Tuesday, September 21, 2010

[Working Title] - Chapter 1, Part 2 of 3

(I'm not in love with this section; I want to do some rehashing--which is one of the reasons why I've decided to share. By starting to actually share my writings, I hope to feel a stronger sense of responsibility to finish and polish my works.)

Chapter 1
part 2 of 3

Maurette gasped as Chaz crumpled to the ground. She looked to the Reissod with fear and uncertainty.

“He was Illing,” the King’s servant explained nonchalantly as he wiped his blade on his bright cape, “and you... well, you will come with me. We will find your sons – twins?”

Maurette was too stunned to answer. She had never heard of any illness, and she feared she, too, was infected. Worse, though, she feared her sons were also sick, alone, and abandoned by their crazed father.

“They were twin boys, where they not?” the old man repeated almost impatiently.

“Yes,” Maurette stammered, “... they must be Illing, too... deformed... I, am I sick?”

“The disease only infects grown men, an unfortunate side effect of Chiding,” the Reissod spoke uncaring-ly as he helped Maurrette to her feet and guided her outside. “Did you see where your husband disposed of your boys?”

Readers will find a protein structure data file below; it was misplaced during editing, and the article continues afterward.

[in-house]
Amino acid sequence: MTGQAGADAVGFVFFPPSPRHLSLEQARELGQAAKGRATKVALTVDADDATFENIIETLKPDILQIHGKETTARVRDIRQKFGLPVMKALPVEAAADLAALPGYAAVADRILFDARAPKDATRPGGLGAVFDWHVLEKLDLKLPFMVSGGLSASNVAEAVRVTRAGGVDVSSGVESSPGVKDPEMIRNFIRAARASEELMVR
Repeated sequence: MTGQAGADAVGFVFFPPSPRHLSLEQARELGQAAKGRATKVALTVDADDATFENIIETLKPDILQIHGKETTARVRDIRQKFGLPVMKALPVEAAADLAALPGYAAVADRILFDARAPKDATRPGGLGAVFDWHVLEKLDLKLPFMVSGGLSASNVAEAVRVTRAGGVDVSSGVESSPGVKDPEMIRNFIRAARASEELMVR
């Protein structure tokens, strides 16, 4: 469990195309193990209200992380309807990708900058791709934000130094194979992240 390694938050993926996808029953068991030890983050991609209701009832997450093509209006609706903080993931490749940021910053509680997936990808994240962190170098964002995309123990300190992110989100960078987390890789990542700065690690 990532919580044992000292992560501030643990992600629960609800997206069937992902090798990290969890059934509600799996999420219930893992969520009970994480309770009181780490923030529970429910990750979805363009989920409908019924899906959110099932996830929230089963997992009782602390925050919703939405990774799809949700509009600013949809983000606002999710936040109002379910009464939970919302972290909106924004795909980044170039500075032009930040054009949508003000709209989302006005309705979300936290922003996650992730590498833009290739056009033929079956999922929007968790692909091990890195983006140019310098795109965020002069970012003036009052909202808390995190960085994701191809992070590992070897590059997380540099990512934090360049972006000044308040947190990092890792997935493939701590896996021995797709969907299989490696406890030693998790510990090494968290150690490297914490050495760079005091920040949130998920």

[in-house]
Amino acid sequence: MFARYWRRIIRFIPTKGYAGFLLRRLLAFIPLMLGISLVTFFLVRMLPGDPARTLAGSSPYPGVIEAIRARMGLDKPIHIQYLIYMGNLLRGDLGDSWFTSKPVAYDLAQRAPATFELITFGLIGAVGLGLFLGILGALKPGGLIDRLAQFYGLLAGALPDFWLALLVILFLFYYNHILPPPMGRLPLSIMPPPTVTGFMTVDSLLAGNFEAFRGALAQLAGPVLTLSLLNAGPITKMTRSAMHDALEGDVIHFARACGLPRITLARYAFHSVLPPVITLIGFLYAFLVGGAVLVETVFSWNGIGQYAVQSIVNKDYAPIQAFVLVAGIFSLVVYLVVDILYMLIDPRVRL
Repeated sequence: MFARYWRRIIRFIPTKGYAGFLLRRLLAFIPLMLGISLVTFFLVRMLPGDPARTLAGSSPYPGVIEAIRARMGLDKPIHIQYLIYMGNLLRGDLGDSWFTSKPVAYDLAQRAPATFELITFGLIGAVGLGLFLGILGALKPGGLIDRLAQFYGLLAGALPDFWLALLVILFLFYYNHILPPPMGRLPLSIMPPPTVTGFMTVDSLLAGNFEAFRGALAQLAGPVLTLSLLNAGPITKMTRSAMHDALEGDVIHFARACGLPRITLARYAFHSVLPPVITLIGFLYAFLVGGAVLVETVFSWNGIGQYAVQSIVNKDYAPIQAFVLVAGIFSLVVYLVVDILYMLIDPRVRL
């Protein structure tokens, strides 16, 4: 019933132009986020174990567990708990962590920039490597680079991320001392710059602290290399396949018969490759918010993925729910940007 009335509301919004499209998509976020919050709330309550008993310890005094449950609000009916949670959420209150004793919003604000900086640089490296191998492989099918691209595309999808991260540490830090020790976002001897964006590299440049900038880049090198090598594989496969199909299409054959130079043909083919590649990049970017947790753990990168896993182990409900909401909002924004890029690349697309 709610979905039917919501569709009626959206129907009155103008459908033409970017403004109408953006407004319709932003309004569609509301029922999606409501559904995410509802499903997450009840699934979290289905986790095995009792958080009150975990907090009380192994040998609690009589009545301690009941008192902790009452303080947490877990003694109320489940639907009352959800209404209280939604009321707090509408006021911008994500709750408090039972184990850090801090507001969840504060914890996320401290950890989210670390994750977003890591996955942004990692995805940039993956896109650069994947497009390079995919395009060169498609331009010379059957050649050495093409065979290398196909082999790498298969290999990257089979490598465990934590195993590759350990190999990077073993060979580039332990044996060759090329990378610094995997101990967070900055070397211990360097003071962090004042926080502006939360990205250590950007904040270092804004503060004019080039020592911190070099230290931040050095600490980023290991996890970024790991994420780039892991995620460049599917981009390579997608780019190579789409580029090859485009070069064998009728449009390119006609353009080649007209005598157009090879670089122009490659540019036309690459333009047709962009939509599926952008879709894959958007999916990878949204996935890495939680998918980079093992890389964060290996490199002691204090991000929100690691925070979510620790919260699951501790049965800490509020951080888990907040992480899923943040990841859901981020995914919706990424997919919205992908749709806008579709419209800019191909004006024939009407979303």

Sunlight caressed Jaiden’s anaemic face as he lifelessly stared out of the large window in front of him. His heavy breaths fogged the glass. He rocked gently, tapping his forehead against the thick pane; his reflection thereon only slightly blurred the coldness in his dark eyes.

Nyxia, fighting back concerned tears, sat next to her husband and lovingly stroked his thin, pale neck. Their son, Tristan, was not phased. During the short three years of his life, this was the only way he knew his father: a skeleton of a man, alive physically but seemingly dead inside.

“Then we went to the park, and I played on the swings!” Tristan excitedly told Jaiden of his day.

Seeing the two together was especially difficult for Nyxia. Jaiden’s collapse into his conscious coma happened the same day they welcomed Tristan into their family.

“I had cotton candy ice cream,” Tristan’s golden-flecked eyes shimmered with excitement, “and mommy pretended to eat hers like a monster. It got all over her face!” He giggled.

Nyxia smiled. Although she cherished Tristan’s coy giggle, she sometimes wished he would have inherited Jaiden’s boisterous laugh. She missed that laugh dearly.

A stocky orderly knocked on the door, “It’s time.”

Tristan hopped down from his mother’s lap, kissed his desolate father on the cheek and glowingly whispered, “Bye, papa. I love you.”

Nyxia softly kissed Jaiden’s neck, took Tristan’s hand, and solemnly left Jaiden’s room in the asylum.


Maurette didn’t speak as she and the Reissod walked toward the Souteastern Mines where Chaz would spend his days. She had known the dimness of the corridors all of her life, but everything seemed especially dark as they searched for any signs of her children.

The Reissod’s long, slender strides made it difficult for Maurette to keep up. She was as tall and lanky as he; however, she was extremely malnourished and hadn’t much energy. Maurette’s stomach groaned and knotted. She keeled over, reaching for the rough wall of the corridor to break her fall.